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vineyardEarlier this week I linked approvingly  to a story about a young winemaker who pointed out how conventional and boring California wine is becoming.

I have another pet peeve—corporate wineries trying to pass themselves off as family-owned.

The marketing materials of most wineries include an idyllic story accompanied by pictures of the founder in the old days operating on a shoestring, scratching out a living from newly planted vineyards, gradually building quality and handing off the successful operation to the next generation. There are such authentic stories. But most of the time it’s bullshit.

Here is a winemaker, from a genuine family-run operation in Australia, exposing one of the big lies the wine industry doesn’t want you to discover.

“I’m really sick of the latest trend for corporate misuse of the term ‘family’ when promoting wine brands that were sold by the family founders eons ago and conning wine loving consumers and trade alike,” Mr Hill-Smith told The Weekend Australian…“But now, intriguingly, some of the larger corporates that have bought into fallen family business, or are reinventing themselves as family businesses are being, I believe, deceptive and mischievous because I think we all know there is an emotional attachment to the food and wine.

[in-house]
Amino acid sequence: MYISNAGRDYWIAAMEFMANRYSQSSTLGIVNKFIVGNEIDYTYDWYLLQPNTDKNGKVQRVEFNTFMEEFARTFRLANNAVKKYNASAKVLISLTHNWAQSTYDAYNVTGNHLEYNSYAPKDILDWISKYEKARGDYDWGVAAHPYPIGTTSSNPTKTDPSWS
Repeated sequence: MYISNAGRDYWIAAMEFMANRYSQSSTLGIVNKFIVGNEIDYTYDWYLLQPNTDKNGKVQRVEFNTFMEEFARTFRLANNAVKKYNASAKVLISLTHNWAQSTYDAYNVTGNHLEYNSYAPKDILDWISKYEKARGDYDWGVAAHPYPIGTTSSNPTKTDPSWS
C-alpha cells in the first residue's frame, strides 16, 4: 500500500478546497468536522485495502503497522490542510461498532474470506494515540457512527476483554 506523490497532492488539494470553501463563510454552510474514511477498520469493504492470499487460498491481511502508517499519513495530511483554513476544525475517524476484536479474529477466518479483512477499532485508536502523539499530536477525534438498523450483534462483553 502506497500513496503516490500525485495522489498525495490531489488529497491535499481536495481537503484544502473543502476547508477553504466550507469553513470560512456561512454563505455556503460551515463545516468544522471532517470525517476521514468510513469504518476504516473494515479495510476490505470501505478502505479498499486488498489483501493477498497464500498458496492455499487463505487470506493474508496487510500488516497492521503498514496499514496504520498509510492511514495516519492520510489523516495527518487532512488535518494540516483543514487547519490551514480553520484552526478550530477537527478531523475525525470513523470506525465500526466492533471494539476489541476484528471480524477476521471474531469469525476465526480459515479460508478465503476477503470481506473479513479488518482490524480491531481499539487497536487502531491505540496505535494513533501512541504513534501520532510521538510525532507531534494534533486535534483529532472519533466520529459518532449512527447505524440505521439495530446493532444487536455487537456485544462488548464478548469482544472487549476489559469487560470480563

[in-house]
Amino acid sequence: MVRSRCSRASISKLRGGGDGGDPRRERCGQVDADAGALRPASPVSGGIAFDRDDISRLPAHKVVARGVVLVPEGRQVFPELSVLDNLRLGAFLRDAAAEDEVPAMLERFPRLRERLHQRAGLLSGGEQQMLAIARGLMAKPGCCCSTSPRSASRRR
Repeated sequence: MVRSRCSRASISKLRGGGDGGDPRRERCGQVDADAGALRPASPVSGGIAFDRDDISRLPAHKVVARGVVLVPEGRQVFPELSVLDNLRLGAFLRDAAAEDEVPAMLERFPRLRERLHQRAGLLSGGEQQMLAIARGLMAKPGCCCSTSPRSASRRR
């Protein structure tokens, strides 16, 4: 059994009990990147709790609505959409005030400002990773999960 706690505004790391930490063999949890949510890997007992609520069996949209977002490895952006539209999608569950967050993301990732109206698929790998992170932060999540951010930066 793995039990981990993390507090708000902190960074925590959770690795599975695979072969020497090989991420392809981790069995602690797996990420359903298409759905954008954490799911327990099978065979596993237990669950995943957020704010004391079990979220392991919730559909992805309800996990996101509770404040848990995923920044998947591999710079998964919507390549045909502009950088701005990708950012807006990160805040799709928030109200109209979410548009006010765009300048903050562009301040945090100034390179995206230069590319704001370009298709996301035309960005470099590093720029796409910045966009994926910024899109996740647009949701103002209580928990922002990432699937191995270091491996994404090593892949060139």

Consumers want wines with a history and that express someone’s vision. And so the marketing departments of corporate wineries dig into the archives of the wineries they swallowed and trot out stories that give the impression the operation is still family run. In fact, 6 wine companies produce around 66% of all wine produced in the U.S.The top 30 wine companies produce 90% of American wine. These are not family wineries but global corporations. The situation in Australia is similar. You wouldn’t know that by looking at the supermarket shelves or the winery websites.

If the wine is good, what’s the harm?

Mr Hill-Smith said these corporates were portraying themselves as family companies, undermining the validity or provenance of the genuine article — real family-owned businesses.

The comparative advantage a real family winery has is wiped out by these fraudulent claims. And consumers are getting ripped off as well if what they are looking for is authenticity.

I doubt that there is anything to be done about this. We have never been good at regulating false advertising. And as the linked article points out, family members often stay involved in wine operations when a winery is sold to a corporation.

But I don’t blame genuine family winemakers for complaining. It’s hard enough to make a living making wine; having to compete with the fraudsters makes it much more difficult.

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